More to the point, even though the climate is changing (because it is never staying the same), the relevant question is whether the change is a natural phenomenon that we can only adapt to, or is it something we are causing and so, we should change our activities?

Of course, that is also a false dichotomy, because human activity changing the atmosphere must have some effect even if it may be trivial or even counter to the natural warming trend. And natural factors have a 4.5 billion year history of causing major climate change, so even if counterintuitively they are suddenly less important than human effects, they must still always be present. Obviously it’s both human-caused and natural effects in play.

We’re asked to believe that burning fossil fuels is the primary driver of climate change which it seems to me is absurd. There is a short-term warming trend that reversed a short term cooling trend. But this is superimposed on a long-term cooling trend of climate optimums that are each successively cooler. But there is an even longer-term warming trend since the last ice age. Most of these trends are obviously natural trends. How did those natural factors suddenly become irrelevant?

If excess CO2 is the master control knob that overwhelmed all natural factors, how would we explain cooling from the late 40s to 70s as CO2 emissions became significant? How do we explain the first one and a half decades of the current century where CO2 emissions accelerated and temperatures hardly changed? You can dream up stories about aerosols cooling the atmosphere followed by pollution controls reducing the effect, followed by China re-polluting the atmosphere with aerosols. I guess now the claim is that China has cleaned up their act?

The bottom line is that we just need to adapt to whatever temperatures come. Even if fossil fuel burning has caused a degree of warming, the cure is far worse than the disease.

August 3, 2018 6:25 pm

I found it interesting to see that Cyprus was in a cooler area on each of the first three graphics. We were in Cyprus in 1976 where we had a rather cooler summer than usual while my family baked in that long hot summer in England. Same pattern perchance?

Reply to  Annie
August 4, 2018 8:46 am


August 3, 2018 7:58 pm



“Climate” is an illusion!

Ha ha jajajajajajaj

Alan Tomalty
August 3, 2018 10:40 pm

Evapotranspiration from water cycle gives 486000 km^3/year. WIKI gives 503000 but we will use the lower figure.

1 km^3 = 10^12 kg
Heat of vapourization of water at 20C = 2,450,000 Joules/kg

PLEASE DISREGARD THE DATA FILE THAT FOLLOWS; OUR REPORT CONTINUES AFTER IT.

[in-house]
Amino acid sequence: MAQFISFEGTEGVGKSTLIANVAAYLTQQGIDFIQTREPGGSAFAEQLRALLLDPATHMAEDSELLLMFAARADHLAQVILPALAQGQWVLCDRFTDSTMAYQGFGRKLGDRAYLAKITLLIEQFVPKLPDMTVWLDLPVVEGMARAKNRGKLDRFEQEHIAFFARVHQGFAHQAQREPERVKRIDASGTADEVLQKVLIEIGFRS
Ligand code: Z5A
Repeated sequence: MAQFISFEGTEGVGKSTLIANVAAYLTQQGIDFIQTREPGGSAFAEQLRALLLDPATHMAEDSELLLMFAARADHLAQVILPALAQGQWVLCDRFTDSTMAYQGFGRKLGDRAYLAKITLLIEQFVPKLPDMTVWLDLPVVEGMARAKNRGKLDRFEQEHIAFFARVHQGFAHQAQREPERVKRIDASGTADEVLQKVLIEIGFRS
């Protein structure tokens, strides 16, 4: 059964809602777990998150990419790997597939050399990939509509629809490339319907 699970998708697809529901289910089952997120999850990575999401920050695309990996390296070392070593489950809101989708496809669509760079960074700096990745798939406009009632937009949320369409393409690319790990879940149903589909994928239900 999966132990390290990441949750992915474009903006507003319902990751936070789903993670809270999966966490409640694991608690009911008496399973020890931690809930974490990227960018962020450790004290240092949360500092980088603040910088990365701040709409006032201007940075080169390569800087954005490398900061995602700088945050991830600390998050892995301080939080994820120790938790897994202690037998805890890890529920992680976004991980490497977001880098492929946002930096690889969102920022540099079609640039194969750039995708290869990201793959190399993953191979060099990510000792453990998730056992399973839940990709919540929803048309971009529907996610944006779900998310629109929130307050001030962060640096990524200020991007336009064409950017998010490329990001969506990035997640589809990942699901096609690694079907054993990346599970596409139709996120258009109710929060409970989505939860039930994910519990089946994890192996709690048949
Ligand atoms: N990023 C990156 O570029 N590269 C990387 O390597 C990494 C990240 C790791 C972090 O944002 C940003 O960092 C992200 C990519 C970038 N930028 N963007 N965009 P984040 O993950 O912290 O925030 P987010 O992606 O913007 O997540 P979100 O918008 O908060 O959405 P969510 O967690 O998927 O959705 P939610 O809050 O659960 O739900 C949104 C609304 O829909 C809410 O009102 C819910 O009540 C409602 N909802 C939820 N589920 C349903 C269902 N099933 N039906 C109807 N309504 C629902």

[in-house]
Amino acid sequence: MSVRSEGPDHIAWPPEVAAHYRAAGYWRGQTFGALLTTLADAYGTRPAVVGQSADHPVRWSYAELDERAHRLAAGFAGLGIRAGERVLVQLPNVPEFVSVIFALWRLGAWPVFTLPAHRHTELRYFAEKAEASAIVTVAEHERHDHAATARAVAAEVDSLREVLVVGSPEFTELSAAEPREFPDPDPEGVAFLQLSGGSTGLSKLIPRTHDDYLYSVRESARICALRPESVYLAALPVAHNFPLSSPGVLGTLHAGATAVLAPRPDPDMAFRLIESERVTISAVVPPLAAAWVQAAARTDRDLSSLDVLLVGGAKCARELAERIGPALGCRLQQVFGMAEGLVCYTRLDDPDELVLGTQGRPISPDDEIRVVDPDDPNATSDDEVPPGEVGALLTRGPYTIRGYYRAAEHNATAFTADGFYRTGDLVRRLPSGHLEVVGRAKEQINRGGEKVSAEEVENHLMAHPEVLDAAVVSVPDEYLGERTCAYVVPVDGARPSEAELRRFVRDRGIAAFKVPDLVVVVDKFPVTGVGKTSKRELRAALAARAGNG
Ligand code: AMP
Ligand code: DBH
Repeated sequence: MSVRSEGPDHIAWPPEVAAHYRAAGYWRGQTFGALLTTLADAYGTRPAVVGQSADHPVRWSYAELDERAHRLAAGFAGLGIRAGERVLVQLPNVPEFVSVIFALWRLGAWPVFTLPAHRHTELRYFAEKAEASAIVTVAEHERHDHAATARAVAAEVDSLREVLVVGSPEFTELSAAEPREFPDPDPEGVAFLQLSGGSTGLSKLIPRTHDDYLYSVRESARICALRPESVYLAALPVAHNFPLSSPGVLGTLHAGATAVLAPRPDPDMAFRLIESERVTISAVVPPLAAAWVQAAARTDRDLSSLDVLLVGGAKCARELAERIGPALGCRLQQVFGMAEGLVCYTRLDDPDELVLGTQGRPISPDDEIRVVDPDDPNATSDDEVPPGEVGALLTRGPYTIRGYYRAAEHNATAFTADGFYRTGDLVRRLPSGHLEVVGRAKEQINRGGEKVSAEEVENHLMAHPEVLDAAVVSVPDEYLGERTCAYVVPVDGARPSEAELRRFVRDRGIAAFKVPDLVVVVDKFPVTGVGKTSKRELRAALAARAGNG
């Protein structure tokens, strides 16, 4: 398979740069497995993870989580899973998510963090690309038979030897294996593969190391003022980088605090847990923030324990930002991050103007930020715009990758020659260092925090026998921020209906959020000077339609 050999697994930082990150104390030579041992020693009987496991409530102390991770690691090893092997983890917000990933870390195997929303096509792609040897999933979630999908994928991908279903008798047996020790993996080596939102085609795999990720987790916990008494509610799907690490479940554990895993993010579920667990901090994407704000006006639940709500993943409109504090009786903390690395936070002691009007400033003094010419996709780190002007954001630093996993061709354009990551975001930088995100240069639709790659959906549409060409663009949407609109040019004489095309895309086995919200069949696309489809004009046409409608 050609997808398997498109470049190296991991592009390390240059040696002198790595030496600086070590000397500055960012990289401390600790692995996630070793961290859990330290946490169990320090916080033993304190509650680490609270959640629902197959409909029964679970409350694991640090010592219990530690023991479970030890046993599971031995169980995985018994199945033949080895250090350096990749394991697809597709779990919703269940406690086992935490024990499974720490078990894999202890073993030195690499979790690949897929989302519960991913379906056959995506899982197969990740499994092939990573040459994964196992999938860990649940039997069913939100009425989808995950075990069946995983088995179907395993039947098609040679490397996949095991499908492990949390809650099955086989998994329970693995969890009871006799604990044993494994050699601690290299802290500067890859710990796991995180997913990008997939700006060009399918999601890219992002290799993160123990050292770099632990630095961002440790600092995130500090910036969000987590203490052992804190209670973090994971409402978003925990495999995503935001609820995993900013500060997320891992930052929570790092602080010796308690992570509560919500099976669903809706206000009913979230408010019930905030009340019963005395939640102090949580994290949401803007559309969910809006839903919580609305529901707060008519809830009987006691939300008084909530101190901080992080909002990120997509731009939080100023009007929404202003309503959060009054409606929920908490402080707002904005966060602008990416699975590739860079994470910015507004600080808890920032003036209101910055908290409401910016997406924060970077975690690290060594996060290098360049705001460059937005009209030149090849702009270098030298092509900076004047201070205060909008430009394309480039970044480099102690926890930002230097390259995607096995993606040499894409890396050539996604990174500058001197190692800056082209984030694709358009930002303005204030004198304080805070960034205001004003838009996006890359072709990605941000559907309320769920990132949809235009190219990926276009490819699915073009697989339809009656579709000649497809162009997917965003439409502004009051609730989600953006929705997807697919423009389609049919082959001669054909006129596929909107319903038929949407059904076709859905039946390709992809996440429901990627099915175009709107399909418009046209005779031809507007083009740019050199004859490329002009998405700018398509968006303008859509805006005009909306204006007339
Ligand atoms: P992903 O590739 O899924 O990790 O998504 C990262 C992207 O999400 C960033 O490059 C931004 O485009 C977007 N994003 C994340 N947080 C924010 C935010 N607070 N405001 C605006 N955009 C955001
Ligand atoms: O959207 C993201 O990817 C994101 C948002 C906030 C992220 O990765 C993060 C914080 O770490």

Number of seconds in a year = 3.1536 x 10^7
1 watt = 1 Joule /second
Surface area of earth = 5.1x 10^11 m^2

NASA graph gives evapotranspiration = 86.4W/m^2 Check their Earth’s energy budget graph on their website

The task is to convert the latent heat that is represented inside the water molecule from the water cycle upon evaporation to a W/m^2 equivalent of NASA’s figure of 86.4 W/m^2. I want to see if NASA’s figure has any basis in reality.

Solution : Total evapotranspiration = 486000 km^3/year * 10^12kg = 4.86 x 10^17 kg/year
Total number of Joules = 2,450,000 Joules/kg * 4.86 x 10^17 kg/year
= 1.1907 x 10 ^24 Joules/year
Number of Joules/second = 1.1907 x 10 ^24 Joules/year divided by 3.1536 x 10^7 sec/year

= 3.775684932 x 10^16 Joules /sec
= 3.775684932 x 10^16 Watts

W/m^2 from surface = (3.775684932 x 10^16 Watts) divided by 5.1x 10^11 m^2
= 7.403303788 x10^4 W/m^2

~ 74,033

divide by 4 because the earth is a sphere and is diurnal = ~18,508 W/m^2

which is 214.2 times the NASA figure. Where did I go wrong?

Reply to  Alan Tomalty
August 7, 2018 10:43 pm

You maybe forgot that 2 gazinta 4, 2 times, per the Bodine-Method. 😉

August 4, 2018 12:56 am

Very low surface temperature of the tropical Atlantic in the area of formation of hurricanes.
comment image

August 4, 2018 3:43 am

Excellent review of the weather situation.
However, without panic it is useless in today’s world.

August 4, 2018 5:37 am

OK, I’ll bite, where is it driving Hurricane season to?

Reply to  2hotel9
August 4, 2018 9:35 am

The hurricane in the Eastern Pacific is heading towards Hawaii.

Reply to  2hotel9
August 7, 2018 10:44 pm

To drink, of course…

Reply to  Patvan
August 8, 2018 7:11 am

I knew someone would get into the spirit!

Roger welsh
August 4, 2018 8:37 am

Where does the jet stream fit in please?

Reply to  Roger welsh
August 4, 2018 11:38 am

who knows which way the wind will be blowing, exactly?
click on my name and figure it out
more or less

Reply to  Roger welsh
August 4, 2018 12:21 pm

Along with the dry air, Stratospheric Intrusions bring high amounts of ozone into the tropospheric column and possibly near the surface.

August 4, 2018 2:12 pm

Where are the hurricanes?

Climate change demands that hurricanes are more numerous and onerous 🙂

Anthony Banton
Reply to  Derg
August 4, 2018 11:21 pm

Not every year, as factors such as upper wind shear and dry Saharan air intrusion come into play also.

August 4, 2018 7:14 pm

It’s interesting how the very small areas of Europe that are cooler than average are only cooler by about 1 to 3 degrees, whereas the rest of the continent is about 5 to 7 degrees above normal (and that’s Celcius as well- that’s a big difference). When was the last time a European summer was appreciably cooler than average (relative to say the 80s)? It seems to me that over the last 20 years the summers across most of the continent have been far warmer than “normal”?

Ed Zuiderwijk
August 6, 2018 7:01 am

The Pacific is wide enough for complete gyres to establish themselves. You need at least 5000 km unobstructed width. With it comes the sloshing that we call the El Nino/LaNina quasi cycles. The Atlantic is not big enough for similar. Therefore the gyre that tries to form in the North Atlantic, for instance, is hemmed in by the adjacent landmasses of Northern Europe and warped into what we call the Gulfstream.

%d bloggers like this:
Verified by MonsterInsights